Slender and irregularly shaped, parsley root is often double-rooted and resembles a small parsnip. Attached to feathery large parsley leaves, the flavor is somewhere between a carrot and celeriac.
The Purple mangosteen, botanical name Garcinia magostana, simply referred to as mangosteen, is an ultra-tropical slow growing evergreen tree that is cultivated for its edible fruit.
Tongue of Fire Shelling Beans
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Tongue of Fire shelling beans when fully mature will have long pods measuring approximately six to seven inches in length. The pods will be green with red stripes when immature and then when mature turn a creamy white with red stripes, similar to that of the cranberry bean. The plump seeds within the pods as well when mature will have a white background decorated with speckles of red. When used as a shell bean Tongue of Fire beans offer a meaty yet creamy texture and a nutty, somewhat sweet bean flavor. In their immature stage when used whole as a snap type bean Tongue of Fire will offer a vegetal taste, reminiscent of green beans and broccoli. Enjoy their colors before preparing because like many beans Tongue of Fire will lose its signature red streaks once cooked.
Tongue of Fire shelling beans are available in the summer months stretching into early fall.
The Tongue of Fire shelling bean is known as an Italian heirloom variety of Phaseolus vulgaris, and may also be referred to as Borlotto Lingua di Fuoco, and Borlotti bean. It is often compared to the cranberry bean in appearance and the kidney bean in taste. Like many beans, it can be picked young at approximately fifty-six days from planting and used as a snap or green bean or it can be allowed to fully mature and be shelled for its internal seeds at about seventy-five days. Most often today they are used as a shelling type bean and can be found when in season at farmers markets near bean growing regions. Additionally in some areas they can be found sold as a dried legume and canned bean.
Tongue of Fire beans are rich in protein and carbohydrates, a fact that makes them an excellent nutritional substitute for meat in main dish soups, stews, and braises. Additionally, Tongue of Fire beans offer some copper, fiber, zinc, niacin, iron, and calcium.
Tongue of Fire beans can be prepared when immature as a snap type bean in a fashion similar to that of romano or green beans. Once mature the beans are shelled from their pods and used as a legume. Freshly shelled Tongue of Fire beans can be simmered, braised, sautéed, roasted and fried. The beans are known to easily take up the flavors of whatever they are cooked with making them an excellent addition to stews, soups, and cassoulets. Cooked beans can be added to bean, grain and pasta salads or they can be mashed with herbs and olive oil to make a bean spread or dip. Tongue of Fire beans are also known to be an excellent bean for use in the classic preparation of baked beans. Their flavor and texture pairs well with tomatoes, shallot, garlic, corn, greens such as kale, spinach and chard, fresh herbs like basil, parsley and sage, fennel, leek, zucchini, tuna, pork, parmesan and pecorino cheeses, olive oil, vinegar, and citrus juice. To store keep fresh Tongue of Fire shelling beans refrigerated and use within four to five days.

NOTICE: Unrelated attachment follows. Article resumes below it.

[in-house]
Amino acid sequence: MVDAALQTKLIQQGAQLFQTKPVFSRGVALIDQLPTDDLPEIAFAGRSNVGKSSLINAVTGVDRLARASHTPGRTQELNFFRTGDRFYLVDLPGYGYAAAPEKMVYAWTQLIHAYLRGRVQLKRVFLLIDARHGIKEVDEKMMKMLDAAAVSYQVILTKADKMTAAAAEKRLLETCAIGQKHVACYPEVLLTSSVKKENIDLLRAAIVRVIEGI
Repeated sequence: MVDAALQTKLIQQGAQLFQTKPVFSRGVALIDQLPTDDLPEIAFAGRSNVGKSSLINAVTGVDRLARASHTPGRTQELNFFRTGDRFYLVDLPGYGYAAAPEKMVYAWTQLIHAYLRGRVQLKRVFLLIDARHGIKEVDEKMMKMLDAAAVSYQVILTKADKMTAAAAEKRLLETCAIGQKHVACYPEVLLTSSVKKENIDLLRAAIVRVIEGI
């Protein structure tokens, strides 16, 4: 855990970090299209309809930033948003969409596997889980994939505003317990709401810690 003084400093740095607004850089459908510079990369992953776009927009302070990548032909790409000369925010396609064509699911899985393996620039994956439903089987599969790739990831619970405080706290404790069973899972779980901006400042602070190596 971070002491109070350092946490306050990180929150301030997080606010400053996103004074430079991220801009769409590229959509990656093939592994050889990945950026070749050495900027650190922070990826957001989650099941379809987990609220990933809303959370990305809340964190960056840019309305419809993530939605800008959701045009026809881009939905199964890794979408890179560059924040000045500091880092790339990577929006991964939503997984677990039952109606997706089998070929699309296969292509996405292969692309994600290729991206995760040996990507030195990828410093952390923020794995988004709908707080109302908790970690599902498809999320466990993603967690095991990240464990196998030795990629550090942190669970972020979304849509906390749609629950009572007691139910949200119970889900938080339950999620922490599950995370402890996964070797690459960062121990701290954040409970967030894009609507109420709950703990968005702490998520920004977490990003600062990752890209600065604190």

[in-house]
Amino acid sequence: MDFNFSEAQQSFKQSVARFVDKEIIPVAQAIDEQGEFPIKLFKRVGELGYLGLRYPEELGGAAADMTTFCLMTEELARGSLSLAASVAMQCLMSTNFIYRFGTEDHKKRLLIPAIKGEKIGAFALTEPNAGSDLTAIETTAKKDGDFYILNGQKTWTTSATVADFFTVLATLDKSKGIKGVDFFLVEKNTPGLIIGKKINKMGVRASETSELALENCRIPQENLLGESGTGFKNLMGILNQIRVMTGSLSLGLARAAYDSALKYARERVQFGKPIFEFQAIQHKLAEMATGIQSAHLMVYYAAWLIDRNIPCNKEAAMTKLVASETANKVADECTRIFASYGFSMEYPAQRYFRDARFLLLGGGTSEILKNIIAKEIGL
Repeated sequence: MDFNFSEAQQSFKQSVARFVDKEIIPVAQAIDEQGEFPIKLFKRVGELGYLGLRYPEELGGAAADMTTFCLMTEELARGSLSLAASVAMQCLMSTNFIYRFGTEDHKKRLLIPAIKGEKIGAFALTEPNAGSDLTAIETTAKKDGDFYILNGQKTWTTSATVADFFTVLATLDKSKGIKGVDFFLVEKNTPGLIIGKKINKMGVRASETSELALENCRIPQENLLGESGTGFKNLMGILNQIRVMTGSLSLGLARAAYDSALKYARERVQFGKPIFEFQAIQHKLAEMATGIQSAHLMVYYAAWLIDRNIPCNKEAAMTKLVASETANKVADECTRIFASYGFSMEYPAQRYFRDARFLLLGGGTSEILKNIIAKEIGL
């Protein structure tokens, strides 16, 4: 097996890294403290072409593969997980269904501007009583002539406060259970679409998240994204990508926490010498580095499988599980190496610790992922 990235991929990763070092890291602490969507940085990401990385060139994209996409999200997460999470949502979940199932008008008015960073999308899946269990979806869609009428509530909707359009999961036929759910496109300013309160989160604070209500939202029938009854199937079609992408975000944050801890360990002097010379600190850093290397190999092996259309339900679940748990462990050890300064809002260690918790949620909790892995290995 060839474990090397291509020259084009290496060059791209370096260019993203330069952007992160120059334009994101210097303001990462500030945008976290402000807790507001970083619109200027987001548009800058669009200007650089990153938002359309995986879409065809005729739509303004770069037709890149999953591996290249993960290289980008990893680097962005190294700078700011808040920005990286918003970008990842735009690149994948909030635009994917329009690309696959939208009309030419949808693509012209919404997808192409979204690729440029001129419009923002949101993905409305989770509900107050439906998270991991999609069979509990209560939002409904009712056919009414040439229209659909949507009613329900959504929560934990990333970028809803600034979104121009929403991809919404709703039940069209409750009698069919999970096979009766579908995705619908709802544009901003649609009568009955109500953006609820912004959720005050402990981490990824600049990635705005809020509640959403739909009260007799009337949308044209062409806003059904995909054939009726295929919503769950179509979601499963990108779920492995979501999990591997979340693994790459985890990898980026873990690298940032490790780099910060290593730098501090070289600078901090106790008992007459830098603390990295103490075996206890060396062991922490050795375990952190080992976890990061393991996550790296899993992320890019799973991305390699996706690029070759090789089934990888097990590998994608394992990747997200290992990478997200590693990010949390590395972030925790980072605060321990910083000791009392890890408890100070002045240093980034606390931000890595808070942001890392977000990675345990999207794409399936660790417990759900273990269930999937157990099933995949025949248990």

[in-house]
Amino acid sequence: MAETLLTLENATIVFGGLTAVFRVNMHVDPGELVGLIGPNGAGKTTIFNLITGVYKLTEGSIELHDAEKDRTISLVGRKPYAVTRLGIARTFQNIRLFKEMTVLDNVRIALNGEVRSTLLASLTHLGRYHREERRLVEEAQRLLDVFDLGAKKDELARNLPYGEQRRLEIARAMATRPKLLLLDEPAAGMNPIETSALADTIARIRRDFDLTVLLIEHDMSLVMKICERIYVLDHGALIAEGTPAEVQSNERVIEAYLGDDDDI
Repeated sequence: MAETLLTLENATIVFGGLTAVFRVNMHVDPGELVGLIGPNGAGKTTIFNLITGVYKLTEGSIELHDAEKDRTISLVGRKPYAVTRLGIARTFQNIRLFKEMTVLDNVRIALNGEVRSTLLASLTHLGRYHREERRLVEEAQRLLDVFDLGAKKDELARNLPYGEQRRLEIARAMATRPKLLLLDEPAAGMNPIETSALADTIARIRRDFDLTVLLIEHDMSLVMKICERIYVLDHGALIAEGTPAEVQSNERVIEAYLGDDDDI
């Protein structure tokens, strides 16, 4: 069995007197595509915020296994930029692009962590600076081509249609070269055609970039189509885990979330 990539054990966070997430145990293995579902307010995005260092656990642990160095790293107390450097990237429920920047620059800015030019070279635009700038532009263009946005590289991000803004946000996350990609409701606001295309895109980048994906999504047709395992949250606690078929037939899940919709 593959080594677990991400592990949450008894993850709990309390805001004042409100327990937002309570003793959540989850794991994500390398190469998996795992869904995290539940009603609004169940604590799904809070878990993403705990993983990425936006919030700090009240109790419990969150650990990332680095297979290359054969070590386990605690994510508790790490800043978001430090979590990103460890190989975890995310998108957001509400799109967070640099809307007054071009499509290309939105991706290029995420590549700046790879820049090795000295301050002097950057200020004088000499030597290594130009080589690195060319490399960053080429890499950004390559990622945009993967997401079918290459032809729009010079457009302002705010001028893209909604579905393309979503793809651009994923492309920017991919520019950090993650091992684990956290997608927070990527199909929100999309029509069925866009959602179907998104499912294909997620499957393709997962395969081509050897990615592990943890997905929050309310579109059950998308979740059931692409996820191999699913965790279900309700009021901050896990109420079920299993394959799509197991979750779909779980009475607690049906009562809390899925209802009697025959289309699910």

Tongue of Fire beans are a favorite bean in Italy where they are used traditionally in soups and stews. Beans are an important ingredient in the classic Italian bean and pasta soups known as, minestrone and pasta e fagioli. In northern Italy Tongue of Fire beans are the bean of choice for both soups but in Tuscany Italians prefer another white bean known as the cannellini bean.
Tongue of Fire shelling beans are believed to be native to Tierra del Fuego on the tip of South America. From there they spread to Spain then to Italy where they quickly became a regional favorite. Tongue of Fire beans are a bush type and will thrive in warm, full to semi-sunny climates. They can be drought tolerant but will be more of a prolific fruiter if provided with ample watering after plants have flowered.
Recipes that include Tongue of Fire Shelling Beans. One is easiest, three is harder.
|The Daily Morsel||How to Cook Tongue of Fire Shelling Beans|
|San Diego Foodstuff||Three-Bean Summer Salad with Warm Beef Bacon Vinaigrette|
|Healthy Slow Cooking||Thai Coconut Tongue of Fire Soup|
|Dish 'n' That||Fresh Shelling Bean Pasta e Fagioli|